NEW YORK — The new memoir, Forced into Genocide: Memoirs of an Armenian Soldier in the Ottoman Turkish Army, recalls Yervant Alexanian’s death-defying experiences in the center of the Armenian Genocide.
Like other Armenians of his generation, he was an eyewitness to the massacre and dislocation of his family and fellow countrymen in Ottoman Turkey during World War I. Alexanian was conscripted into the Turkish army — but unlike others so conscripted, he survived.
Alexanian was forced to become an onlooker while he watched the atrocities unfold. His story of resourceful action and fateful turns is a suspenseful “insider’s account” of a Genocide survivor. From his singular position, Alexanian was able to document the tragedy of his people in his journals and diaries, but he also offers us a behind-the-scenes look into the motivations and actions of Turkish military officials as they committed the atrocities. His story continues after the war as we follow the trail of his journey through Europe and finally to America, where he found solace and was able to start anew with fellow survivors.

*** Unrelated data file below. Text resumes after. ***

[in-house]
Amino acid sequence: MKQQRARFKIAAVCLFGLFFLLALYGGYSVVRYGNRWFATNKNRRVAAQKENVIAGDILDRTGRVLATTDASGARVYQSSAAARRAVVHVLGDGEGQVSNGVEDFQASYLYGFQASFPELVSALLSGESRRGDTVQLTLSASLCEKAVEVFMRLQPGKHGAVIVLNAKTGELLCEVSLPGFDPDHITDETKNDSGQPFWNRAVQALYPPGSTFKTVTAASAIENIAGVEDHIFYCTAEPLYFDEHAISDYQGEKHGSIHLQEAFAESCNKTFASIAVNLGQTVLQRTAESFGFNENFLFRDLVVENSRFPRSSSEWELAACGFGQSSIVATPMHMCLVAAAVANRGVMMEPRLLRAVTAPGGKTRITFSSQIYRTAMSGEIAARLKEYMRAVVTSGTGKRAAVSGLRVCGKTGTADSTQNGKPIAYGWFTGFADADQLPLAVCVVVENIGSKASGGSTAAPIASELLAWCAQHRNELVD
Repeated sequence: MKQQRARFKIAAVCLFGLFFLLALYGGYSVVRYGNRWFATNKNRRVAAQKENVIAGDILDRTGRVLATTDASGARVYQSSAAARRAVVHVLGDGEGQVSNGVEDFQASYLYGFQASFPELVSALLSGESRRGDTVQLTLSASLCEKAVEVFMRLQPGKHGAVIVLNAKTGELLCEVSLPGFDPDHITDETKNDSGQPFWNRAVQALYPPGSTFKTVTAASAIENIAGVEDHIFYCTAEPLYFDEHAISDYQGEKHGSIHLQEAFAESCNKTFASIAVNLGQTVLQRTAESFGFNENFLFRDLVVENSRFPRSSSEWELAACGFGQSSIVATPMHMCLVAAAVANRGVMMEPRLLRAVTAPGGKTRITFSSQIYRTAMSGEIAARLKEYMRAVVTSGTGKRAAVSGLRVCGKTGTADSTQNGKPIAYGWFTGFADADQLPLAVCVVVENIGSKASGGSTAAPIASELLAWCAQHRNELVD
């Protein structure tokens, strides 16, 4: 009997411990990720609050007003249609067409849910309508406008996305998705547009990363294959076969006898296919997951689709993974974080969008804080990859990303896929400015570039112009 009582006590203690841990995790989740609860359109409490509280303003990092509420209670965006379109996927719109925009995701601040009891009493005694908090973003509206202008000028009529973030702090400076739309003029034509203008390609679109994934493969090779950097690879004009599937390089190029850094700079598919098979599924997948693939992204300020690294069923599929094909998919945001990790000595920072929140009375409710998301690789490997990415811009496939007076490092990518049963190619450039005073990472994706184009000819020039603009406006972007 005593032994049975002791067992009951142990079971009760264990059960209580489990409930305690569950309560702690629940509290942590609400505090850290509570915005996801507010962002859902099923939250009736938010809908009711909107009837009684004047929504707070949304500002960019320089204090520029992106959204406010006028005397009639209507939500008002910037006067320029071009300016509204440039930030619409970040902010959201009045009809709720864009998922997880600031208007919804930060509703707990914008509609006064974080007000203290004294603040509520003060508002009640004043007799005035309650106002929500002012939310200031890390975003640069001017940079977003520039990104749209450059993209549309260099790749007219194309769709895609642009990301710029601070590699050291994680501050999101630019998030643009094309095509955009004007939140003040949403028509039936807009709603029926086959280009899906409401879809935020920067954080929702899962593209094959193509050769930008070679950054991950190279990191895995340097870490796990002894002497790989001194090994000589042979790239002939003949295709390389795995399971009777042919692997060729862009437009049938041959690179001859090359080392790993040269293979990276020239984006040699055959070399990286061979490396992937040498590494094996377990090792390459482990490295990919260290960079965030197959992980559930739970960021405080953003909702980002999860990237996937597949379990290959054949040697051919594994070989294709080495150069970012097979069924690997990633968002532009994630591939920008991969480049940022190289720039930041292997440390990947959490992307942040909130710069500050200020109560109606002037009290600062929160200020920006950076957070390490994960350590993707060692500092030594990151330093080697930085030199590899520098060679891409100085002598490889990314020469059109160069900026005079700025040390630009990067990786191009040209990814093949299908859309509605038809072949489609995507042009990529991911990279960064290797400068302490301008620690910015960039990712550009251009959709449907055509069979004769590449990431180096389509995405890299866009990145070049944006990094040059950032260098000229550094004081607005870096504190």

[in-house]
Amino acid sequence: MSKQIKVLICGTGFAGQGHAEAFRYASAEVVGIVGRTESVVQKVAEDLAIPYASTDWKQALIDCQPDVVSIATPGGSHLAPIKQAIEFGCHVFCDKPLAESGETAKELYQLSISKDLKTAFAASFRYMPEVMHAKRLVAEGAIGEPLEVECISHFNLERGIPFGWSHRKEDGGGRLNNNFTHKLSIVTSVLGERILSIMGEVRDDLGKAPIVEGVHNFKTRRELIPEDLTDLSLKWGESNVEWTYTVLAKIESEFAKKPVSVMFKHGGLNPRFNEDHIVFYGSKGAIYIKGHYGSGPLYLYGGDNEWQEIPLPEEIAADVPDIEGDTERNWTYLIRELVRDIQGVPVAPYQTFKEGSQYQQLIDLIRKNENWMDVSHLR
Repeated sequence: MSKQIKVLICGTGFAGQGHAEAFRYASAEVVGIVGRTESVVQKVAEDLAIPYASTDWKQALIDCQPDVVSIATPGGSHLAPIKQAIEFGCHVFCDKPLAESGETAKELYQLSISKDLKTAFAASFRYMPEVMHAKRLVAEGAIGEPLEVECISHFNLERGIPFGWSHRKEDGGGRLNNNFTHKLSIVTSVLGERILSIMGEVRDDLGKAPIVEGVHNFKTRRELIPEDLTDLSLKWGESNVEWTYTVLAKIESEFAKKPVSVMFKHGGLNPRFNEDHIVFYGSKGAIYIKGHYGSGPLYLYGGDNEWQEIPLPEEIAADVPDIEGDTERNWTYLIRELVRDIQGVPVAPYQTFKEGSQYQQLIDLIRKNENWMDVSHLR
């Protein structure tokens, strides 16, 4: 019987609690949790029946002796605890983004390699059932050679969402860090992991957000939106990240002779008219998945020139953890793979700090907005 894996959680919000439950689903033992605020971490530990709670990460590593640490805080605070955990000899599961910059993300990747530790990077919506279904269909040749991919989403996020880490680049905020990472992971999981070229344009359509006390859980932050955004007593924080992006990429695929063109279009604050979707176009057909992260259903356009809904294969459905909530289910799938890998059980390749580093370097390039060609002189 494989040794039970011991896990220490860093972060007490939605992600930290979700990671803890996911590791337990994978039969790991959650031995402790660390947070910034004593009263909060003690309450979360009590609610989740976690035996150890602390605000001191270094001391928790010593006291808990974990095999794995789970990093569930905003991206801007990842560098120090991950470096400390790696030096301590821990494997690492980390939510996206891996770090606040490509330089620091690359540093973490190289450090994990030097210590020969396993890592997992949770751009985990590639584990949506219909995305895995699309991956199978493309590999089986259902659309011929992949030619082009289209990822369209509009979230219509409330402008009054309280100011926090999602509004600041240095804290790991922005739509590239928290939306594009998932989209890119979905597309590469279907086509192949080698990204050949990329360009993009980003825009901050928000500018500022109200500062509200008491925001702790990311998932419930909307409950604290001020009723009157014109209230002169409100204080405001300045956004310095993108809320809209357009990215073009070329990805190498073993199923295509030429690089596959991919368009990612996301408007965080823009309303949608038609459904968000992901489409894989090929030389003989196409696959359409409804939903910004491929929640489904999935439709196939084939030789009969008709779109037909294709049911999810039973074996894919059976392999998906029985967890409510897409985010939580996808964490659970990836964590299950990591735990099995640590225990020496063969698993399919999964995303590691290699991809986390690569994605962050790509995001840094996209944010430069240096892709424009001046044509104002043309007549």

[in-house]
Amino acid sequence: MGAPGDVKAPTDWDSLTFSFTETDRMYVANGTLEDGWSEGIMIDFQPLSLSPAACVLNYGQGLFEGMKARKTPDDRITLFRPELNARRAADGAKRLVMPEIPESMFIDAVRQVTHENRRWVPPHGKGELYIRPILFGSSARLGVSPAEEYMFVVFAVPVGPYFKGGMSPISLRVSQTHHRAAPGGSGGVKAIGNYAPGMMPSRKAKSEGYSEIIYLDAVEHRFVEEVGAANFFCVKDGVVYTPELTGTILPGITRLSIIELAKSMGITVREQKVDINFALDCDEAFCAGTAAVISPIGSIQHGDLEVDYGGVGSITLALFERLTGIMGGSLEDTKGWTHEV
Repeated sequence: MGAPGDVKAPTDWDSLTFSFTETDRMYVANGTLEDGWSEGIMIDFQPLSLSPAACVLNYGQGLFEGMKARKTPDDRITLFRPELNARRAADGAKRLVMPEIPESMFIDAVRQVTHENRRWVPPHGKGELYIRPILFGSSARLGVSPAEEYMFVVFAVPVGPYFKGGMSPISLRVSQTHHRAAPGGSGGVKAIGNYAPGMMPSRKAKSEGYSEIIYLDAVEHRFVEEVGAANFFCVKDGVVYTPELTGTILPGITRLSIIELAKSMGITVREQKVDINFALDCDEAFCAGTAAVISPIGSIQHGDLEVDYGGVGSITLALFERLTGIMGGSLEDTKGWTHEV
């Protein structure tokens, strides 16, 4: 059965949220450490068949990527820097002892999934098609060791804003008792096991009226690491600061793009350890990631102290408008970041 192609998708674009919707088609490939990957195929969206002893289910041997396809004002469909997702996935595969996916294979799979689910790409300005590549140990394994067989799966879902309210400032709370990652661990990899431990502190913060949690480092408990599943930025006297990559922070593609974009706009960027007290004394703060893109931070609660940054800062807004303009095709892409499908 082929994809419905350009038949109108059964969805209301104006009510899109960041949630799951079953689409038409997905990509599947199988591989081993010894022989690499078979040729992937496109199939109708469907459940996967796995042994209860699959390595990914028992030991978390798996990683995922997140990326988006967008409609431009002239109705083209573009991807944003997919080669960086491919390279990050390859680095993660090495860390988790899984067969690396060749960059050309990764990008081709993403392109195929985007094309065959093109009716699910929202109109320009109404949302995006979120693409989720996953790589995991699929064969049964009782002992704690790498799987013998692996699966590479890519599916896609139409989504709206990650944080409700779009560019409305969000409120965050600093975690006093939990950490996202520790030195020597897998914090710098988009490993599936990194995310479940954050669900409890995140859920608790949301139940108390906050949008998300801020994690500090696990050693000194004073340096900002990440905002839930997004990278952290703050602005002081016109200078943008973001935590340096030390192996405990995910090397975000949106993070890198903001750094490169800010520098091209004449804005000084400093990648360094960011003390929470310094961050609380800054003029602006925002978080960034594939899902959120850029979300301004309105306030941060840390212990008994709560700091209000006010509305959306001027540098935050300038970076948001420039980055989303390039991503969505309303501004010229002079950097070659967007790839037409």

No comparable account exists in the literature of the Armenian Genocide. This edition, translated from Alexanian’s hand-written Armenian-language chronicle, includes never-before-seen documents and photos that the author preserved. Through his eyes we relive the astonishing cruelty of the Genocide’s perpetrators — but also rare, unexpected acts of humanity between victim and oppressor.
The book was edited by his daughter, Adrienne G. Alexanian. She is a 2010 recipient of the Ellis Island Medal, an educator, and the daughter of Yervant Alexanian.
The introduction is by Sergio La Porta, the Haig and Isabel Berberian Professor of Armenian Studies at California State University, Fresno.